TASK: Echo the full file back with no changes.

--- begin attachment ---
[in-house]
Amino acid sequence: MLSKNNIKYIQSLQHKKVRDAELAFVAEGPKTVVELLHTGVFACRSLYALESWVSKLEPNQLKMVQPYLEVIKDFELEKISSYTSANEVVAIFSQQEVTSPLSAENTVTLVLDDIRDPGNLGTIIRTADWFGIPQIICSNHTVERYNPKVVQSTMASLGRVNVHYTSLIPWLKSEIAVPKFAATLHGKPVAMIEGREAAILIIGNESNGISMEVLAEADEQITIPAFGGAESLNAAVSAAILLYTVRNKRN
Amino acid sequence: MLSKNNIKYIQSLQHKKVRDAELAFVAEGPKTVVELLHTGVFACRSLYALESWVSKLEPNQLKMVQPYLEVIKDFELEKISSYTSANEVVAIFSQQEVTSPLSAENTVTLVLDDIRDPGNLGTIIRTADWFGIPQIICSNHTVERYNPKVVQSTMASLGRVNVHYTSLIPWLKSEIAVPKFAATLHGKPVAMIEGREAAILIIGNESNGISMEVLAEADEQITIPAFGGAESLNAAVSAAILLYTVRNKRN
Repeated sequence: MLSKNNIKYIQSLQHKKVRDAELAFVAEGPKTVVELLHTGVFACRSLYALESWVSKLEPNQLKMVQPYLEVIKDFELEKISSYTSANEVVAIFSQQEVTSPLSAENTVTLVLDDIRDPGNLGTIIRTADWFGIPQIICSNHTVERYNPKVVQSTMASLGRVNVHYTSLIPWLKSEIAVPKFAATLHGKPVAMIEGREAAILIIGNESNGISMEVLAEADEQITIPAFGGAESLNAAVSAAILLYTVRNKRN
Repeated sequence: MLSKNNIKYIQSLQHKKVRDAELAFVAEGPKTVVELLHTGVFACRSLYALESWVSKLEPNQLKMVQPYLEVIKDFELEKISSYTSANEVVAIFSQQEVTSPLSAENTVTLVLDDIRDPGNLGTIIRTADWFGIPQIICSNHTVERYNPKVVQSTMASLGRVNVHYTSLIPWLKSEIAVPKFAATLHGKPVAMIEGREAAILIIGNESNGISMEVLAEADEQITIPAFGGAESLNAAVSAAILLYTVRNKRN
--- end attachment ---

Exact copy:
[in-house]
Amino acid sequence: MLSKNNIKYIQSLQHKKVRDAELAFVAEGPKTVVELLHTGVFACRSLYALESWVSKLEPNQLKMVQPYLEVIKDFELEKISSYTSANEVVAIFSQQEVTSPLSAENTVTLVLDDIRDPGNLGTIIRTADWFGIPQIICSNHTVERYNPKVVQSTMASLGRVNVHYTSLIPWLKSEIAVPKFAATLHGKPVAMIEGREAAILIIGNESNGISMEVLAEADEQITIPAFGGAESLNAAVSAAILLYTVRNKRN
Amino acid sequence: MLSKNNIKYIQSLQHKKVRDAELAFVAEGPKTVVELLHTGVFACRSLYALESWVSKLEPNQLKMVQPYLEVIKDFELEKISSYTSANEVVAIFSQQEVTSPLSAENTVTLVLDDIRDPGNLGTIIRTADWFGIPQIICSNHTVERYNPKVVQSTMASLGRVNVHYTSLIPWLKSEIAVPKFAATLHGKPVAMIEGREAAILIIGNESNGISMEVLAEADEQITIPAFGGAESLNAAVSAAILLYTVRNKRN
Repeated sequence: MLSKNNIKYIQSLQHKKVRDAELAFVAEGPKTVVELLHTGVFACRSLYALESWVSKLEPNQLKMVQPYLEVIKDFELEKISSYTSANEVVAIFSQQEVTSPLSAENTVTLVLDDIRDPGNLGTIIRTADWFGIPQIICSNHTVERYNPKVVQSTMASLGRVNVHYTSLIPWLKSEIAVPKFAATLHGKPVAMIEGREAAILIIGNESNGISMEVLAEADEQITIPAFGGAESLNAAVSAAILLYTVRNKRN
Repeated sequence: MLSKNNIKYIQSLQHKKVRDAELAFVAEGPKTVVELLHTGVFACRSLYALESWVSKLEPNQLKMVQPYLEVIKDFELEKISSYTSANEVVAIFSQQEVTSPLSAENTVTLVLDDIRDPGNLGTIIRTADWFGIPQIICSNHTVERYNPKVVQSTMASLGRVNVHYTSLIPWLKSEIAVPKFAATLHGKPVAMIEGREAAILIIGNESNGISMEVLAEADEQITIPAFGGAESLNAAVSAAILLYTVRNKRN